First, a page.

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Open Access Short Report

Webinar Training: an acceptable, feasible and effective approach for multi-site medical record abstraction: the BOWII experience

Chantal C Avila1*, Virginia P Quinn1, Ann M Geiger2, Tessa J Kerby3, Meaghan St Charles4 and Kerri M Clough-Gorr567

Author Affiliations

1 Kaiser Permanente Southern California, Research & Evaluation, Pasadena, CA, USA

2 Division of Public Health Sciences, Wake Forest University School of Medicine, Winston-Salem, NC, USA

3 HealthPartners Research Foundation, Minneapolis, MN, USA

4 Clinical and Outcomes Research, Lovelace Respiratory Research Institute, Albuquerque, NM, USA

5 Section of Geriatrics, Boston University Medical Center, Boston, MA, USA

6 Institute of Social and Preventive Medicine (ISPM), University of Bern, Bern, Switzerland

7 National Institute of Cancer Epidemiology and Registration (NICER) Institute of Social and Preventive Medicine (ISPM), University of Zürich, Zürich, Switzerland

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BMC Research Notes 2011, 4:430  doi:10.1186/1756-0500-4-430

Published: 20 October 2011

Abstract

Background

Abstractor training is a key element in creating valid and reliable data collection procedures. The choice between in-person vs. remote or simultaneous vs. sequential abstractor training has considerable consequences for time and resource utilization. We conducted a web-based (webinar) abstractor training session to standardize training across six individual Cancer Research Network (CRN) sites for a study of breast cancer treatment effects in older women (BOWII). The goals of this manuscript are to describe the training session, its participants and participants' evaluation of webinar technology for abstraction training.

Findings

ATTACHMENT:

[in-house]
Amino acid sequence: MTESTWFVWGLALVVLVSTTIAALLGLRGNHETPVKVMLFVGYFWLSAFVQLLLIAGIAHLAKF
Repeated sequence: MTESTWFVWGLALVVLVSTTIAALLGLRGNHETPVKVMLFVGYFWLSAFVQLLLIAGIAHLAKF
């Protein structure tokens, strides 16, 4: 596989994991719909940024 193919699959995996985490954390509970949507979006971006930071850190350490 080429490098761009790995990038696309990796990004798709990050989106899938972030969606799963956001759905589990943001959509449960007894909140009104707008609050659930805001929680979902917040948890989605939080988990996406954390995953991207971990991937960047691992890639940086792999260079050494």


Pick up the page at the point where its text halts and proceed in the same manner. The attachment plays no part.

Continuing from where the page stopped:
A webinar was held for all six sites with the primary purpose of simultaneously training staff and ensuring consistent abstraction across sites. The training session involved sequential review of over 600 data elements outlined in the coding manual in conjunction with the display of data entry fields in the study's electronic data collection system. Post-training evaluation was conducted via Survey Monkey©. Inter-rater reliability measures for abstractors within each site were conducted three months after the commencement of data collection.

Ten of the 16 people who participated in the training completed the online survey. Almost all (90%) of the 10 trainees had previous medical record abstraction experience and nearly two-thirds reported over 10 years of experience. Half of the respondents had previously participated in a webinar, among which three had participated in a webinar for training purposes. All rated the knowledge and information delivered through the webinar as useful and reported it adequately prepared them for data collection. Moreover, all participants would recommend this platform for multi-site abstraction training. Consistent with participant-reported training effectiveness, results of data collection inter-rater agreement within sites ranged from 89 to 98%, with a weighted average of 95% agreement across sites.

Conclusions

Conducting training via web-based technology was an acceptable and effective approach to standardizing medical record review across multiple sites for this group of experienced abstractors. Given the substantial time and cost savings achieved with the webinar, coupled with participants' positive evaluation of the training session, researchers should consider this instructional method as part of training efforts to ensure high quality data collection in multi-site studies.